China’s demand for feed grains on the rise

China’s demand for feed grains on the rise

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Pig producers are seeking better feed due to ASF losses, which increases demand for corn, sorghum, barley and soybeans

China’s swine herd may have been severely depleted by the African swine fever (ASF) outbreak, but that doesn’t mean the country is not in need of imports of primary feed grains.

In fact, Cary Sifferath, senior director of global programs for the U.S. Grains Council (USGC), says quite the opposite is true.

Speaking at the recent Kansas Ag Growth Summit, Sifferath noted that China’s corn supply has been greatly diminished, because in the past 12 weeks, it auctioned off 48 million metric tons of corn. Sifferath said that might seem odd to some people, since hog supplies in China are lower than they once were due to ASF. However, ASF may have prompted a greater demand for corn and other feed grains and oilseeds in China.

“We’re starting to see a lot of hog operations … come back, rebuilding their herds, and they’re shifting away from inferior feeds – reducing or basically eliminating any type of restaurant waste, which is just a great way of spreading ASF,” Sifferath said.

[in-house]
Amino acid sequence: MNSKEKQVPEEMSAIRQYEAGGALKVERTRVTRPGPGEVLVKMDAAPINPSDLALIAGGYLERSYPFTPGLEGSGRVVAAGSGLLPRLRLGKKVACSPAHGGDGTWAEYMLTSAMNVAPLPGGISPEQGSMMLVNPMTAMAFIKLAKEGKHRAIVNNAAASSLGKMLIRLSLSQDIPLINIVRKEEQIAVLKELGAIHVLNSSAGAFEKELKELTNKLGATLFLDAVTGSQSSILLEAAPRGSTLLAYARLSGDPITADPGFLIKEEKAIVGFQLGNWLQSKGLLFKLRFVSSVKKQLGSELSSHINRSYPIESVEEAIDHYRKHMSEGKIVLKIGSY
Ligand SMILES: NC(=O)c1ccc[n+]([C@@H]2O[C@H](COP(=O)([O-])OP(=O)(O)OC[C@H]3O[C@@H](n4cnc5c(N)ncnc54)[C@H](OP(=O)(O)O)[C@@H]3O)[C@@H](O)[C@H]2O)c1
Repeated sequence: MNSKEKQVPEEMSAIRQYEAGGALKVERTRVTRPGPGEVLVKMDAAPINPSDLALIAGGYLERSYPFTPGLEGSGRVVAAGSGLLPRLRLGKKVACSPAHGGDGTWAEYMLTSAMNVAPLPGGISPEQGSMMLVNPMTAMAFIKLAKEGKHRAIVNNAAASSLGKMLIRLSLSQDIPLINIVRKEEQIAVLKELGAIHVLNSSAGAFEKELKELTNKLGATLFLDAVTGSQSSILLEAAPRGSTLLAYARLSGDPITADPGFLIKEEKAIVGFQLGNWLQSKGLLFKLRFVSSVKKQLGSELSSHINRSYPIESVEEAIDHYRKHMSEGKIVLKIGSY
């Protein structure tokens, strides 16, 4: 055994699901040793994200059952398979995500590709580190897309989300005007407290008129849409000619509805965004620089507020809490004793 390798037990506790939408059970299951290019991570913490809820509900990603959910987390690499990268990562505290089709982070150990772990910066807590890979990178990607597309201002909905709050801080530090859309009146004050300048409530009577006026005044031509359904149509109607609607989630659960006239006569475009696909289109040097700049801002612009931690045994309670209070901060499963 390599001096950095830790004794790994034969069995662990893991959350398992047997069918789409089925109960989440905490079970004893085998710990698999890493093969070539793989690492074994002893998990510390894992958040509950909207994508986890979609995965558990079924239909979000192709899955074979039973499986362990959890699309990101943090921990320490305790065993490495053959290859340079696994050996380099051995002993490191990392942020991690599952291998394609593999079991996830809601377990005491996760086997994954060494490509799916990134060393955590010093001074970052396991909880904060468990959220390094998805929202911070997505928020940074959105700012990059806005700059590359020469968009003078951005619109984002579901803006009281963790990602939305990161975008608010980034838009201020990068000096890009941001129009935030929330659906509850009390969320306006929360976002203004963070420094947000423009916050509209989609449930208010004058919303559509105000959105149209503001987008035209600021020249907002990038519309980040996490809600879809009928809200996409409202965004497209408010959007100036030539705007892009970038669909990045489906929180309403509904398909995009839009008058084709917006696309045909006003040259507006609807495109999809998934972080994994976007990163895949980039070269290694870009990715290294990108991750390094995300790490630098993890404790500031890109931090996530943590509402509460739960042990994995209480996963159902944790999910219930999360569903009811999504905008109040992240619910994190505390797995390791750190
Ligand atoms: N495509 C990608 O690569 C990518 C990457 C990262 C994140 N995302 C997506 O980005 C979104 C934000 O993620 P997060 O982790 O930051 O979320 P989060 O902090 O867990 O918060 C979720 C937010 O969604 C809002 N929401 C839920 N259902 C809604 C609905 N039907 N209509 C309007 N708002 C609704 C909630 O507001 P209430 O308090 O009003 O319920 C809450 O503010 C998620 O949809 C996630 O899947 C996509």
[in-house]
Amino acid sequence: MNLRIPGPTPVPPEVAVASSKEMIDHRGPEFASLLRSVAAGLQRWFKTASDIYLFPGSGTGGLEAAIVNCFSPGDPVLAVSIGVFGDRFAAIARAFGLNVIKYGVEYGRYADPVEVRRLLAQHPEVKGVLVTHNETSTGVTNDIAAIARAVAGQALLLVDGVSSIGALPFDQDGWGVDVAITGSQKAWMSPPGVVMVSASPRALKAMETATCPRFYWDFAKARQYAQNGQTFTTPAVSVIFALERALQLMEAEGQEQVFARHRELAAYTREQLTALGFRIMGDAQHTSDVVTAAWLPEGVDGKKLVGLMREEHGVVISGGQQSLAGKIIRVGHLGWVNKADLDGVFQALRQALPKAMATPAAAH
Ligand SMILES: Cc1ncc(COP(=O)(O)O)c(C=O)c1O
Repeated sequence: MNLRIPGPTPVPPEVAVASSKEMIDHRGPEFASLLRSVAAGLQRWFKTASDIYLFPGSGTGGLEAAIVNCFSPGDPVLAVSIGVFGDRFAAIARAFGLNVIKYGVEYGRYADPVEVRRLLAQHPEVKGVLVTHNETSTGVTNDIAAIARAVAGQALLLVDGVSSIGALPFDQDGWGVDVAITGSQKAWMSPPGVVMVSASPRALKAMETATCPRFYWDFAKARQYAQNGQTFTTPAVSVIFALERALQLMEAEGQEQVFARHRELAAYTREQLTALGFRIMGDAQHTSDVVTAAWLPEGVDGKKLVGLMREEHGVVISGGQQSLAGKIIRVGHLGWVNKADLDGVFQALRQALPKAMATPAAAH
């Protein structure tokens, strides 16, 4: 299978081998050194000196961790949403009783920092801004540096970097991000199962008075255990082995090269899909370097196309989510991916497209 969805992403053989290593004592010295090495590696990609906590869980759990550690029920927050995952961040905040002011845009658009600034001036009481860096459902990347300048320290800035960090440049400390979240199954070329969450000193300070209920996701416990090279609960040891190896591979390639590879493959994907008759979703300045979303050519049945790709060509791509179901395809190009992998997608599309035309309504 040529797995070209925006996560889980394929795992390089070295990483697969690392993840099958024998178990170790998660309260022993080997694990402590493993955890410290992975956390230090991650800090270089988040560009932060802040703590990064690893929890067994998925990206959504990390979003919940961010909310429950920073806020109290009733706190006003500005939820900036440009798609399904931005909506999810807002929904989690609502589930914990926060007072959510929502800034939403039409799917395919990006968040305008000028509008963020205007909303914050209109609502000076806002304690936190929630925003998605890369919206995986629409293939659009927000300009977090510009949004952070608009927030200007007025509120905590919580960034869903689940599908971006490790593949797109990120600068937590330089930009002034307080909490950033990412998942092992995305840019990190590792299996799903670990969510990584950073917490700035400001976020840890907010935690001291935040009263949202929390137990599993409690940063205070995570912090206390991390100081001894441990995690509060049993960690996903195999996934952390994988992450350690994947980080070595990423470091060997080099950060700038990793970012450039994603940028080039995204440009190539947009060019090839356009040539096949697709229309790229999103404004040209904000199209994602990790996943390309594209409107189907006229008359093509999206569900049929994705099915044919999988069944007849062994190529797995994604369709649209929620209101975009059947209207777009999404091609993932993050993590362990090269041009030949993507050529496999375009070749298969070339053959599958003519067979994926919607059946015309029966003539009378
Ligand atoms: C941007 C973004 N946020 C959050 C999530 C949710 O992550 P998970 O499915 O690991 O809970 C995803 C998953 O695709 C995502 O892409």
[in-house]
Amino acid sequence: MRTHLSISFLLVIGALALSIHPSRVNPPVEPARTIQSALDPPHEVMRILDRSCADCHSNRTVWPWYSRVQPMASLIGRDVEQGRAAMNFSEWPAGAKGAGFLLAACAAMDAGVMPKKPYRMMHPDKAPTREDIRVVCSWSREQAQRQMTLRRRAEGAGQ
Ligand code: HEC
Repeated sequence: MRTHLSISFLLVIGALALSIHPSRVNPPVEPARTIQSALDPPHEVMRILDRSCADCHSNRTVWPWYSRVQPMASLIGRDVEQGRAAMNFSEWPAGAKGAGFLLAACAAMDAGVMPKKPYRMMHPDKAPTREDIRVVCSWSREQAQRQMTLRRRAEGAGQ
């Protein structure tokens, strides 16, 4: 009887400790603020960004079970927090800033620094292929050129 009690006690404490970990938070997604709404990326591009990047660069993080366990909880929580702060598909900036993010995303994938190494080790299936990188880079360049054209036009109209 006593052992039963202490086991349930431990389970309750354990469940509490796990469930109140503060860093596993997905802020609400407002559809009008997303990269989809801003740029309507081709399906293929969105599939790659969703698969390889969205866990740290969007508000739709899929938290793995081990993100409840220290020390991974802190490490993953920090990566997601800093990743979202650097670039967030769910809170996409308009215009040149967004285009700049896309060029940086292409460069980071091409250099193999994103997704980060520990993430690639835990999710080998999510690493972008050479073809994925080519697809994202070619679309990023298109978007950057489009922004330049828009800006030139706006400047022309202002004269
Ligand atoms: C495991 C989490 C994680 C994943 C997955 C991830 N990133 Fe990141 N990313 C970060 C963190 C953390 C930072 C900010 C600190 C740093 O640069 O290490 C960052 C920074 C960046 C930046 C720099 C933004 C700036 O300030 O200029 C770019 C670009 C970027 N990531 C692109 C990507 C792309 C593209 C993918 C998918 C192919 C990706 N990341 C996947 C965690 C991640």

“So while we have less hogs there in China, as they start to build back those herds, those herds are eating predominantly corn-, sorghum- and soybean meal-based diets and not all the different inferior feeds they’ve seen in the past.”

Feed for other species

With a reduced availability of pork in China has come a larger demand for other animal proteins, such as chicken meat, eggs, beef and fish. Because of that, there is also a strong demand for feed grains for the broiler, layer, cattle and aquaculture sectors, he said.

China’s trade with Australia

USGC also sees an opportunity because of trade barriers between China and Australia.

In recent years, Australia has exported a lot of barley into China. However, that has slowed down considerably, Sifferath said.

“China recently put an antidumping and countervailing duty on Australian barley, which is also throwing a wrench into when and where they can import feed grains,” said Sifferath.

The Kansas Ag Growth Summit was hosted by the Kansas Department of Agriculture.

View our continuing coverage of the African swine fever outbreak.